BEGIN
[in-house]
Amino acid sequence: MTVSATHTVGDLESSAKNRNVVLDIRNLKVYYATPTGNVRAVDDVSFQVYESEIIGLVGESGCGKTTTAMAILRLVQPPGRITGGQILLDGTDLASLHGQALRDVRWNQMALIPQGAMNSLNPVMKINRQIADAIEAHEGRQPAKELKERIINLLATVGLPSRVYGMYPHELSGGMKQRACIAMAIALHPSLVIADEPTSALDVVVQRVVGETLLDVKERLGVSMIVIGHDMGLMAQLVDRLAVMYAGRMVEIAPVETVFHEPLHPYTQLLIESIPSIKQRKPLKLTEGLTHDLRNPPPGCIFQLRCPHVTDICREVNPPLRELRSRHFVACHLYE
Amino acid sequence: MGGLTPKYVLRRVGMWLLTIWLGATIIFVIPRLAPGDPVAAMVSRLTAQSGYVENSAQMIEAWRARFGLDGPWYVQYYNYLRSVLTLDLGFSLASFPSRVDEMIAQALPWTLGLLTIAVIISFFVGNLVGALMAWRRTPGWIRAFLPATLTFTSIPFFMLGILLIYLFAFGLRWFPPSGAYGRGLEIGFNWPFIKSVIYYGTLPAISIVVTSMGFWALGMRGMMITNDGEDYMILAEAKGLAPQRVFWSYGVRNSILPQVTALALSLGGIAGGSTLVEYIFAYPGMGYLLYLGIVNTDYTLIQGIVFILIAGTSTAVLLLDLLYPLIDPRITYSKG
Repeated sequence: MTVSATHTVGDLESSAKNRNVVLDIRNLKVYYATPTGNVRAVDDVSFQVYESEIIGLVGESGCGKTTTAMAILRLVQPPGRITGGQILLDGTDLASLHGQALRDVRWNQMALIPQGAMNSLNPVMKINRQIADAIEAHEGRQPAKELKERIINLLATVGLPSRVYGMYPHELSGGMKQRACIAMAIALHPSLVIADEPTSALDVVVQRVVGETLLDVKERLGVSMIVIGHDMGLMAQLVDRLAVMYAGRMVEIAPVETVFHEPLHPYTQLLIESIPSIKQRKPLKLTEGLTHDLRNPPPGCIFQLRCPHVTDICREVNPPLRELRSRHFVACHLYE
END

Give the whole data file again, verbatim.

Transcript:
[in-house]
Amino acid sequence: MTVSATHTVGDLESSAKNRNVVLDIRNLKVYYATPTGNVRAVDDVSFQVYESEIIGLVGESGCGKTTTAMAILRLVQPPGRITGGQILLDGTDLASLHGQALRDVRWNQMALIPQGAMNSLNPVMKINRQIADAIEAHEGRQPAKELKERIINLLATVGLPSRVYGMYPHELSGGMKQRACIAMAIALHPSLVIADEPTSALDVVVQRVVGETLLDVKERLGVSMIVIGHDMGLMAQLVDRLAVMYAGRMVEIAPVETVFHEPLHPYTQLLIESIPSIKQRKPLKLTEGLTHDLRNPPPGCIFQLRCPHVTDICREVNPPLRELRSRHFVACHLYE
Amino acid sequence: MGGLTPKYVLRRVGMWLLTIWLGATIIFVIPRLAPGDPVAAMVSRLTAQSGYVENSAQMIEAWRARFGLDGPWYVQYYNYLRSVLTLDLGFSLASFPSRVDEMIAQALPWTLGLLTIAVIISFFVGNLVGALMAWRRTPGWIRAFLPATLTFTSIPFFMLGILLIYLFAFGLRWFPPSGAYGRGLEIGFNWPFIKSVIYYGTLPAISIVVTSMGFWALGMRGMMITNDGEDYMILAEAKGLAPQRVFWSYGVRNSILPQVTALALSLGGIAGGSTLVEYIFAYPGMGYLLYLGIVNTDYTLIQGIVFILIAGTSTAVLLLDLLYPLIDPRITYSKG
Repeated sequence: MTVSATHTVGDLESSAKNRNVVLDIRNLKVYYATPTGNVRAVDDVSFQVYESEIIGLVGESGCGKTTTAMAILRLVQPPGRITGGQILLDGTDLASLHGQALRDVRWNQMALIPQGAMNSLNPVMKINRQIADAIEAHEGRQPAKELKERIINLLATVGLPSRVYGMYPHELSGGMKQRACIAMAIALHPSLVIADEPTSALDVVVQRVVGETLLDVKERLGVSMIVIGHDMGLMAQLVDRLAVMYAGRMVEIAPVETVFHEPLHPYTQLLIESIPSIKQRKPLKLTEGLTHDLRNPPPGCIFQLRCPHVTDICREVNPPLRELRSRHFVACHLYE